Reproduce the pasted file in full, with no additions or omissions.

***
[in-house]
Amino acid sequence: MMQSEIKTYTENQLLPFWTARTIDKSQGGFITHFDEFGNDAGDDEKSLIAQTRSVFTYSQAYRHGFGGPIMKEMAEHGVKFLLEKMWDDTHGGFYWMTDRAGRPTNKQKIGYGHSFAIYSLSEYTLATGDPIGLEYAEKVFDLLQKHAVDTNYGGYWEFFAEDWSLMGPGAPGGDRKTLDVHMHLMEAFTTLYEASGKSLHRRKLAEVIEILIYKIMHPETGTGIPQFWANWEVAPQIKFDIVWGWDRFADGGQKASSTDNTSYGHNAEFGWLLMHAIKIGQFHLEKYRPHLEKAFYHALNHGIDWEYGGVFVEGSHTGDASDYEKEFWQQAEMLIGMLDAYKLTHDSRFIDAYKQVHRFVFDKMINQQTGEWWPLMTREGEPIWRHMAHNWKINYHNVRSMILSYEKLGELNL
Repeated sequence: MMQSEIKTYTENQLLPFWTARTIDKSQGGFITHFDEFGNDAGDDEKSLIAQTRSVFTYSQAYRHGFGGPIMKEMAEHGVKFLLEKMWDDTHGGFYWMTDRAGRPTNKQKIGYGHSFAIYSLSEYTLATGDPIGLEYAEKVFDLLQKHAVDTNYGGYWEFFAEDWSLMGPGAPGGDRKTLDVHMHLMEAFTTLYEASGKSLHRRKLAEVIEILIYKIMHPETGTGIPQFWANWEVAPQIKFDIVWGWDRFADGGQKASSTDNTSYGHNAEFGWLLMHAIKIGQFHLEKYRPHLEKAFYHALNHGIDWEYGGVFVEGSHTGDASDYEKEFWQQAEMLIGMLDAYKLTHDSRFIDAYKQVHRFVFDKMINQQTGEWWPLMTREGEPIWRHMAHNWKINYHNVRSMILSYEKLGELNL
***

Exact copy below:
[in-house]
Amino acid sequence: MMQSEIKTYTENQLLPFWTARTIDKSQGGFITHFDEFGNDAGDDEKSLIAQTRSVFTYSQAYRHGFGGPIMKEMAEHGVKFLLEKMWDDTHGGFYWMTDRAGRPTNKQKIGYGHSFAIYSLSEYTLATGDPIGLEYAEKVFDLLQKHAVDTNYGGYWEFFAEDWSLMGPGAPGGDRKTLDVHMHLMEAFTTLYEASGKSLHRRKLAEVIEILIYKIMHPETGTGIPQFWANWEVAPQIKFDIVWGWDRFADGGQKASSTDNTSYGHNAEFGWLLMHAIKIGQFHLEKYRPHLEKAFYHALNHGIDWEYGGVFVEGSHTGDASDYEKEFWQQAEMLIGMLDAYKLTHDSRFIDAYKQVHRFVFDKMINQQTGEWWPLMTREGEPIWRHMAHNWKINYHNVRSMILSYEKLGELNL
Repeated sequence: MMQSEIKTYTENQLLPFWTARTIDKSQGGFITHFDEFGNDAGDDEKSLIAQTRSVFTYSQAYRHGFGGPIMKEMAEHGVKFLLEKMWDDTHGGFYWMTDRAGRPTNKQKIGYGHSFAIYSLSEYTLATGDPIGLEYAEKVFDLLQKHAVDTNYGGYWEFFAEDWSLMGPGAPGGDRKTLDVHMHLMEAFTTLYEASGKSLHRRKLAEVIEILIYKIMHPETGTGIPQFWANWEVAPQIKFDIVWGWDRFADGGQKASSTDNTSYGHNAEFGWLLMHAIKIGQFHLEKYRPHLEKAFYHALNHGIDWEYGGVFVEGSHTGDASDYEKEFWQQAEMLIGMLDAYKLTHDSRFIDAYKQVHRFVFDKMINQQTGEWWPLMTREGEPIWRHMAHNWKINYHNVRSMILSYEKLGELNL